Christians think humans are so valuable to God that he created it all just for us. Then God visited us, died for our sins, and accepts the saints into heaven and casts sinners into hell.
When I look at pictures of the universe I conclude that human beings live on a mere small pale blue dot that will last a short while and then cease to exist.Basically, the whole line of reasoning follows that the universe is too big for a personal God to have created it. Nicholas Everitt puts the question this way:
"Is the universe as it is revealed to us by modern science roughly the sort of universe which we would antecedently expect a God of traditional theism to create? The short answer to this is 'No'. In almost every respect, the universe as it is revealed to us by modern science is hugely unlike the sort of universe which the traditional thesis would lead us to expect." (p. 216)
If God existed we should suspect that he would make a small and convenient sized universe instead of a large vast universe too complex for condensed comprehension.Everitt writes:
"Traditional theism would lead you to expect human beings to appear fairly soon after the start of the universe. For, given the central role of humanity, what would be the point of a universe which came into existence and then existed for unimaginable aeons without the presence of the very species that supplied its rationale? You would expect humans to appear after a great many animals, since the animals are subordinate species available for human utilisation, and there would be no point in having humans arrive on the scene needing animals (e.g. as a source of food, or clothing, or companionship) only for them to
discover that animals had not yet been created. But equally, you would not expect humans to arrive very long after the animals, for what would be the point of a universe existing for aeons full of animals created for humanity's delectation, in the absence of any humans? Further, you would expect the earth to be fairly near the centre of the universe if it had one, or at some similarly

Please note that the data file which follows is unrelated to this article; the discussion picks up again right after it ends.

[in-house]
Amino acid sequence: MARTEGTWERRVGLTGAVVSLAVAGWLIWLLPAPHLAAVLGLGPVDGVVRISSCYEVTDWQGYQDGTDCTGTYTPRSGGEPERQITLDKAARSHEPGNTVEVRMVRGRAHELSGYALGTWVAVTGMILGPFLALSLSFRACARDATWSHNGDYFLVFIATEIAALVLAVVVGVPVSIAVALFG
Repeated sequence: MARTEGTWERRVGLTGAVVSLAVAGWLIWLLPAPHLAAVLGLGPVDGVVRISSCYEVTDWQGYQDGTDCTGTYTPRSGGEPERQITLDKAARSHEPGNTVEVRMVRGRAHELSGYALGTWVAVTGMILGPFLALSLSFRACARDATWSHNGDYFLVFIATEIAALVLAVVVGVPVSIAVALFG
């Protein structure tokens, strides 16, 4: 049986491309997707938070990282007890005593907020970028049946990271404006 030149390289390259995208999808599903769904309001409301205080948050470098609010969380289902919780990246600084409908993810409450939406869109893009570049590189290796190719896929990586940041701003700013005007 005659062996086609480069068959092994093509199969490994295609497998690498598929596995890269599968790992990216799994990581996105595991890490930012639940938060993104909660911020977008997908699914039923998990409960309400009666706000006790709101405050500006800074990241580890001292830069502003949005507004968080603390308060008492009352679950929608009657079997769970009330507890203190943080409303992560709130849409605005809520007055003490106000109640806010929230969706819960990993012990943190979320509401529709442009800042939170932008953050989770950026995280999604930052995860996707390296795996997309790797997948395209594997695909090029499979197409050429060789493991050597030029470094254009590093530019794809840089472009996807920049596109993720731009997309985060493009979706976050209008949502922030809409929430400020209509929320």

significant location if it did not have an actual centre. You would expect the total universe to be not many orders of magnitude greater than the size of the earth. The universe would be on a human scale. You would expect that even if there are regions of the created world which are hostile to human life, and which perhaps are incompatible with it, the greater part of the universe would be accessible to human exploration. If this were not so, what would the point be of God creating it? These expectations are largely what we find in the Genesis story (or strictly, stories) of creation. There is, then, a logic to the picture of the universe with which the Genesis story presents us: given the initial
assumptions about God, his nature, and his intentions, the Genesis universe is pretty much how it would be reasonable for God to proceed. Given the hypothesis of theism and no scientific knowledge, and then asked to construct a picture of
the universe and its creation, it is not surprising that the author(s) of Genesis came up with the account which they did. (pp. 215-216)
(1) If the God of classical theism existed, with the purposes traditionally ascribed to him, then he would create a universe on a human scale, i.e. one that is not unimaginably large, unimaginably old, and in which human beings form an
unimaginably tiny part of it, temporally and spatially.(2) The world does not display a human scale. So: (3) There is evidence against the hypothesis that the God of classical theism exists with the purposes traditionally ascribed to him.
In summary of these great fantastic arguments against the God-hypothesis, we can speculate that if a personal God did/does exist, then he should have made the universe accordingly: 1) small and simple (easy to navigate; easy to explore and hang out in heaven), 2) God should have created the universe and its entirety immediately, instead of waiting around for billions and billions of years (why would God want to limit himself when he could have made it in two seconds?) and 3) humans, being the only sentient and self-concious animals with a sense of common-sense morality, should be the only creatures in existance and within the realm of God's creation. Thus we find that the universe does not meet any of these criteria, and we can only come to one conclusion as of the present timing:
God simply does not exist.